I taught my Dad how to video conference last night. It may have been the single most amusing experience of my entire life, and with my dad I’ve had quite a few funny moments. If anyone asked me where my sense of humor came from, I wouldn’t hesitate to answer that it was him. With my dad travelling for his job, we don’t get to see each other that much (right now, we haven’t seen each other since before Christmas) so last night, he had some down time, so I decided to take him into the new technological age.
Since I miss my dad I figured this would be a good experience for us both. He hooks up to the internet, we turn on our cameras, and we see and talk to each other. Easy enough? Not so much. For being a pretty technologically savvy guy my dad could not grasp the concept of “click here – turn on webcam”. This is a man who used to sit me on his knee and show me the ins and outs of MS-DOS.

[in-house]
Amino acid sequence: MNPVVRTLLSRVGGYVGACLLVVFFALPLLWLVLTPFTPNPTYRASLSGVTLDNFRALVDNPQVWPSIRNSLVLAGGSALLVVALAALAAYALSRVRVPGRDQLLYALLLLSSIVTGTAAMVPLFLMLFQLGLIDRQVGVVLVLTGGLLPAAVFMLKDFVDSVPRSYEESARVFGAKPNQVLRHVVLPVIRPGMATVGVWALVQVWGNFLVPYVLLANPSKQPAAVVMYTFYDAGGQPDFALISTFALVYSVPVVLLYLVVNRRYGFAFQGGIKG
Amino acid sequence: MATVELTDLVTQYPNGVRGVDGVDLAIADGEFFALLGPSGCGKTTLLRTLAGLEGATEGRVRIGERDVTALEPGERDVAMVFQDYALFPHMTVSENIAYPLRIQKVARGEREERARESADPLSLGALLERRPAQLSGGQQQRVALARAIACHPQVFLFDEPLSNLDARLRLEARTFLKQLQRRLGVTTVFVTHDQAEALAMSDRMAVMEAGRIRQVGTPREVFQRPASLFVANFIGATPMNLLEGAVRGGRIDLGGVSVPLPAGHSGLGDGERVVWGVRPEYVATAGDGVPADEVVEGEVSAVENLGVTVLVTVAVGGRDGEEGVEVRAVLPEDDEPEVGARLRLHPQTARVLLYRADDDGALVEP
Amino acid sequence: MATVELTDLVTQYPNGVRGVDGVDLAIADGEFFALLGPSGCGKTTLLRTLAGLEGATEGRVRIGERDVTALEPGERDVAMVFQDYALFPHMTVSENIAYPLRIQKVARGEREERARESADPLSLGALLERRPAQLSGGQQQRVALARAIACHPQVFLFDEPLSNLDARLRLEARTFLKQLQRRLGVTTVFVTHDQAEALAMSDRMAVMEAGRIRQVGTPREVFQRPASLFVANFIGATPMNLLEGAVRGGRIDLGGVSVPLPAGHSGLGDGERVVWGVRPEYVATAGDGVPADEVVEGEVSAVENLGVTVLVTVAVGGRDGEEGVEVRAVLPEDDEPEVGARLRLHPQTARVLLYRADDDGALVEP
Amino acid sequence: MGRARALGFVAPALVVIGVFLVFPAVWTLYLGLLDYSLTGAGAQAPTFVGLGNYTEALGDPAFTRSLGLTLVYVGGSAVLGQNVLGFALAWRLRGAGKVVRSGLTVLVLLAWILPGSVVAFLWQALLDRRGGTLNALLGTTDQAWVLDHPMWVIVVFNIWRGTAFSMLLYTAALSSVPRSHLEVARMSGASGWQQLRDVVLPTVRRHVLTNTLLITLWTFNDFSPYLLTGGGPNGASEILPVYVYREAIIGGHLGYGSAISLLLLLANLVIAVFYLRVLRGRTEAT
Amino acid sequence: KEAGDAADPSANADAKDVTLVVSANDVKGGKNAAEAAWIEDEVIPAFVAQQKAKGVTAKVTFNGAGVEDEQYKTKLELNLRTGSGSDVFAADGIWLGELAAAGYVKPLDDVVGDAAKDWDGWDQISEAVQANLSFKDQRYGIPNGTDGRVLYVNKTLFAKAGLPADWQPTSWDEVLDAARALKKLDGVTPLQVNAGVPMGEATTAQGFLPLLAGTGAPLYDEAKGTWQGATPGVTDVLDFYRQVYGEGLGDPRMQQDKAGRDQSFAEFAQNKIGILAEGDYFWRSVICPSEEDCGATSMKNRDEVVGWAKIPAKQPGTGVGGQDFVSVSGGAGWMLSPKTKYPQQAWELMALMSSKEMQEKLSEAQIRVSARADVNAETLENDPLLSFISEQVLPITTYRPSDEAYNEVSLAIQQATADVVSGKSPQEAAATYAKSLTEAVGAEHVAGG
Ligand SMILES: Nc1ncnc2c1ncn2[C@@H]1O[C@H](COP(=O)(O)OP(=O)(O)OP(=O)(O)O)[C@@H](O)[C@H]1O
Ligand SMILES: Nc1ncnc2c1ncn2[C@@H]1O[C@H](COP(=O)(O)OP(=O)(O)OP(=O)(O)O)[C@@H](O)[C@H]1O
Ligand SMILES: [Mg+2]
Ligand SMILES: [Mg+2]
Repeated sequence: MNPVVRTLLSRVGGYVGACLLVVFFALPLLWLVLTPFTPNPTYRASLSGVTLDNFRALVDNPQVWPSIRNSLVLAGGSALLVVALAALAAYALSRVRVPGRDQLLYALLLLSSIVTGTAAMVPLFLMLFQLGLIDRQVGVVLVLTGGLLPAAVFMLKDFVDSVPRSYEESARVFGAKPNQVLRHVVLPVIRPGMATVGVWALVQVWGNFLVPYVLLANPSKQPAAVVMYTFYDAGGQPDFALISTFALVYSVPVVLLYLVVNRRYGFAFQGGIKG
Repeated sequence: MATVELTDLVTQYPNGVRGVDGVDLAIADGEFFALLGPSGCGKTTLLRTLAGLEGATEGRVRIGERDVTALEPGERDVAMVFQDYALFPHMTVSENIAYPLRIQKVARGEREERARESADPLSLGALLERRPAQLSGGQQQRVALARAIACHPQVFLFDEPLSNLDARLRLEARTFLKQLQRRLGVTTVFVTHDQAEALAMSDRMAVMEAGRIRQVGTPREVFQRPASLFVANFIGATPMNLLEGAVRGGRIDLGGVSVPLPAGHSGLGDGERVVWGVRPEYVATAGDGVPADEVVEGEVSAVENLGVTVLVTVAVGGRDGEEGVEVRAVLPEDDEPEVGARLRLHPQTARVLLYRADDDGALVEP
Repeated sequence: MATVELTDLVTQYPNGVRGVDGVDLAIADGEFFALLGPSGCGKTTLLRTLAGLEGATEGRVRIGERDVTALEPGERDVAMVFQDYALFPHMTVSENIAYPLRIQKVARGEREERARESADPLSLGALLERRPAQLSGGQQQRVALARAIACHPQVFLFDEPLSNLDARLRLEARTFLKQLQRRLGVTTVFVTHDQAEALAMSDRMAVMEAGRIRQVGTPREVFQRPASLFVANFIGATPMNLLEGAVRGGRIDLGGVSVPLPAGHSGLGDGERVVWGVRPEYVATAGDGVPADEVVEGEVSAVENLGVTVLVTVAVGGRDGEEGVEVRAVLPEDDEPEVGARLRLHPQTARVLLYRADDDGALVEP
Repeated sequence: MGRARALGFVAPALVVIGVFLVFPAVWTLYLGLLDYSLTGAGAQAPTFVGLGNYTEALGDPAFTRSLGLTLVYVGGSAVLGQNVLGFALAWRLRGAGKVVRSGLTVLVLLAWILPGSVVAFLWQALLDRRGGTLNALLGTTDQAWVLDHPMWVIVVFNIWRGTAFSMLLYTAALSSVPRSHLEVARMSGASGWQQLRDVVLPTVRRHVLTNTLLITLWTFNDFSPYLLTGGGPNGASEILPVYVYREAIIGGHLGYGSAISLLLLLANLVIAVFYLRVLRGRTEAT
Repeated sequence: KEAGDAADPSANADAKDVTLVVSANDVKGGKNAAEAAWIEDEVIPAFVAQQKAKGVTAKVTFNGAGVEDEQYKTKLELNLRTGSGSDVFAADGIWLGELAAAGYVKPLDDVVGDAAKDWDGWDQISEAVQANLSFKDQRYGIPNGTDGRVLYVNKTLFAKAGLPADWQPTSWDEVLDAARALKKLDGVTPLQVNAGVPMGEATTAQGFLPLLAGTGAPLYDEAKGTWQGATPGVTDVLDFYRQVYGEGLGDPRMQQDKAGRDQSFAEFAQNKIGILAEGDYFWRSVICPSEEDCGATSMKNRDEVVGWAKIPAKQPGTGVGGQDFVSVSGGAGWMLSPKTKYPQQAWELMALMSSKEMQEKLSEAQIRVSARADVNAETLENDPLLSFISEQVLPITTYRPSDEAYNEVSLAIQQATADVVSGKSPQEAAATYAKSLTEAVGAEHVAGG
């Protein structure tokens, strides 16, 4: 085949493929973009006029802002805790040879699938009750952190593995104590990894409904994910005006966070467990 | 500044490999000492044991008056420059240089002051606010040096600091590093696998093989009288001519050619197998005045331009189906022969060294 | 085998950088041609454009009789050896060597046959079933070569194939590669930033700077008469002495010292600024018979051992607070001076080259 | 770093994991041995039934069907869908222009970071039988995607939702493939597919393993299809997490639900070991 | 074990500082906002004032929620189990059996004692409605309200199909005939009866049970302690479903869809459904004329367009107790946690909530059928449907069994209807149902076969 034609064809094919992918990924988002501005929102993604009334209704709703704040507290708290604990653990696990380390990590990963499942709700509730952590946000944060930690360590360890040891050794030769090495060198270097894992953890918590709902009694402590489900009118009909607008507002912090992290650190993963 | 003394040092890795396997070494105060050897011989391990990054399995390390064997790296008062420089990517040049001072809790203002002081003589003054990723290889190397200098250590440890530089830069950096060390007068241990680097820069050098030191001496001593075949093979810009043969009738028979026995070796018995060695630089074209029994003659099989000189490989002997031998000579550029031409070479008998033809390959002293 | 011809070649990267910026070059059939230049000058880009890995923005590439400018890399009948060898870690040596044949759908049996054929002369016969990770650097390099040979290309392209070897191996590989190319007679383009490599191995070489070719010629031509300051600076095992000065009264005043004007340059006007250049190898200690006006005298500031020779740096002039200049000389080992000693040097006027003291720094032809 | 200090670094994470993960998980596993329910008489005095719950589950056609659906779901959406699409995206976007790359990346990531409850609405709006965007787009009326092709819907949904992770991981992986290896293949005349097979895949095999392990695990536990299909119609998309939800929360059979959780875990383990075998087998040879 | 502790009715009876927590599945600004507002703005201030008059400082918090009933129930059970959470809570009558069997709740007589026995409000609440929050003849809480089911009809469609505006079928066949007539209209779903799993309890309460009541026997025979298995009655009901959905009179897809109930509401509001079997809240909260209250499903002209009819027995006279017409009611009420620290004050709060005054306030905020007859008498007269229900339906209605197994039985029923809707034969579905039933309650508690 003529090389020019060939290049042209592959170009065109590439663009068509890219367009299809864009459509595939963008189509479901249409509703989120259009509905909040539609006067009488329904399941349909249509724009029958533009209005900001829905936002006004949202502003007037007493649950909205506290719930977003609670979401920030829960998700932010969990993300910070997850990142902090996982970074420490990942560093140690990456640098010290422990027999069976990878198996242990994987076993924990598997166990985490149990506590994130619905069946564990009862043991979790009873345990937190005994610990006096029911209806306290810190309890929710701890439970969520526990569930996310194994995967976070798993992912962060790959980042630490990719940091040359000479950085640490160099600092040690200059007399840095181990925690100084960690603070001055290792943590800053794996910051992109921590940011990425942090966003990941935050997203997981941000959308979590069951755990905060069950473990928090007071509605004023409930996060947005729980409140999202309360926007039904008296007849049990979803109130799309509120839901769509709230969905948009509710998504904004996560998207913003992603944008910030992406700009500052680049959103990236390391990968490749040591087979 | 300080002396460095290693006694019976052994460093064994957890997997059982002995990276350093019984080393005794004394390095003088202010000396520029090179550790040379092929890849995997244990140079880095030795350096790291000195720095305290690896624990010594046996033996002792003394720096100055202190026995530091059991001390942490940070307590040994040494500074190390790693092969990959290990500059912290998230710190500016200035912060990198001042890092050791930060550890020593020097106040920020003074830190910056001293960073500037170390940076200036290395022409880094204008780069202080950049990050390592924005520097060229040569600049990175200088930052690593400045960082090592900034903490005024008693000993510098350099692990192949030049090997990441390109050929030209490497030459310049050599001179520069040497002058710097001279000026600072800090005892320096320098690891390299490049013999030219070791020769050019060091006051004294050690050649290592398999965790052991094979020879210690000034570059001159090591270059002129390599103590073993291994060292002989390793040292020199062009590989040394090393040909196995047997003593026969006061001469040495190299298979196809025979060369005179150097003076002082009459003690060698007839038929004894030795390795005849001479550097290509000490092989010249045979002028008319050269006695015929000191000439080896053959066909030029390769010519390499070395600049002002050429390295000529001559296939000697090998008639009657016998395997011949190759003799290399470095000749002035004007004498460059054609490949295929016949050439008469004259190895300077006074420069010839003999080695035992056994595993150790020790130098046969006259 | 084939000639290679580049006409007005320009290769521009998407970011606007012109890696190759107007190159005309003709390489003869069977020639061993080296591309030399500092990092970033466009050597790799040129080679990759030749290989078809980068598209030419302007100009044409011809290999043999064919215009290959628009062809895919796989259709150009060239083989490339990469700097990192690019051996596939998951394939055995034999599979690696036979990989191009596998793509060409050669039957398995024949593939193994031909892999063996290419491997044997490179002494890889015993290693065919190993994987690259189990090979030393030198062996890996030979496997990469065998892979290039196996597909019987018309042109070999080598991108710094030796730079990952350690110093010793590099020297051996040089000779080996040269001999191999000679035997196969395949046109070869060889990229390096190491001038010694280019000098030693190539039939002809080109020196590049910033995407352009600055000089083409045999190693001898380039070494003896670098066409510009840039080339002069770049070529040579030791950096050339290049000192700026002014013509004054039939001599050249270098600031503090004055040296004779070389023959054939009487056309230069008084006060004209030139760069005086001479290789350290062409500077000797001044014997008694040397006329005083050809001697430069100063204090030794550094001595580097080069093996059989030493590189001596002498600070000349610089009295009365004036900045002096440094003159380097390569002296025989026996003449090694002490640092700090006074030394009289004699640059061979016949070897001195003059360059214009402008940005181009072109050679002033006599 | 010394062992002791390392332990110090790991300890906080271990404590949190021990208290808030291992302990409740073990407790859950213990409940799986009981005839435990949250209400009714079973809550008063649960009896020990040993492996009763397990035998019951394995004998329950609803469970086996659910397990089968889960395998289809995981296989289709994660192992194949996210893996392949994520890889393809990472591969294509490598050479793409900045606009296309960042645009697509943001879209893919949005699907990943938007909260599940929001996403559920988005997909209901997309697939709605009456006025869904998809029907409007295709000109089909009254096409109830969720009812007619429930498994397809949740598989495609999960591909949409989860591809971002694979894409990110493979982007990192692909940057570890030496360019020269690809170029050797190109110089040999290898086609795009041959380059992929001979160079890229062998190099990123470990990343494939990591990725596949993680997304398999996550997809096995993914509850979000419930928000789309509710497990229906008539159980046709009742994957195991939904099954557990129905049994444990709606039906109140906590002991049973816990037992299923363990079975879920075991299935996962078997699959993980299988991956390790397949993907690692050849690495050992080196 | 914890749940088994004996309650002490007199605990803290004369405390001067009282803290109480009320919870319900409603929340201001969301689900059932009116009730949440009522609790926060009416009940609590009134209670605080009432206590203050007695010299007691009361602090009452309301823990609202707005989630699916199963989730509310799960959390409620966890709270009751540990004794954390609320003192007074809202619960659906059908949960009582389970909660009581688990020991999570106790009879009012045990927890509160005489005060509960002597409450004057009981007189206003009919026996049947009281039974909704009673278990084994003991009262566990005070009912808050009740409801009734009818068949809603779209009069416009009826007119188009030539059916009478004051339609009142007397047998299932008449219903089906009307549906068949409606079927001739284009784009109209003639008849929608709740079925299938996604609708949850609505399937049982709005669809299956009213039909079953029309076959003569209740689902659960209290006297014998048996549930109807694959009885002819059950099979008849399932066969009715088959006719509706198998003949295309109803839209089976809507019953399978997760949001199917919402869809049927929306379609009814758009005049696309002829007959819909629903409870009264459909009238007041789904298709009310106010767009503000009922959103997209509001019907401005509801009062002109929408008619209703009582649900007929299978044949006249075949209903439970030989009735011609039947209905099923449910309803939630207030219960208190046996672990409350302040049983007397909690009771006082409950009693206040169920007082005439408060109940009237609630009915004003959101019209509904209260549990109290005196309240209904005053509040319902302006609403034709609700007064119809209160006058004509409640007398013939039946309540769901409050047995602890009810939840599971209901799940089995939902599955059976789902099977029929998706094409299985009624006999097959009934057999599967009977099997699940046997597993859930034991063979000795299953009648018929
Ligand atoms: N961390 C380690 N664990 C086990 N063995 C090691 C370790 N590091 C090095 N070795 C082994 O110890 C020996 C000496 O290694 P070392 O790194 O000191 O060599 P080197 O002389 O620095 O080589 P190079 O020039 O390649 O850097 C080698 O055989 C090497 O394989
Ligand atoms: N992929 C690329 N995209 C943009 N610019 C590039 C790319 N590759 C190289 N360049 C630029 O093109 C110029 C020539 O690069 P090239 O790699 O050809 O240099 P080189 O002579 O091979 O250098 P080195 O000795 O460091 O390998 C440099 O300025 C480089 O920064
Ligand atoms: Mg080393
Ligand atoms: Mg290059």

After about thirty minutes of trying to explain to him what to do, tell him I hadn’t turned on my camera yet and that’s why he couldn’t see me, I finally I got him straightened out. I was able to see my dad, something I haven’t done in nearly two months. It was welcome, even if it was just a video of him.
There are many times when we hold to something’s “intended” use. Video and web conferencing were originally designed to help ease the strain of business that operated around the world. We forget that sometimes, with new technologies we can make our lives easier as a whole.
What other business practices can we incorporate into our everyday lives that might make things a little easier?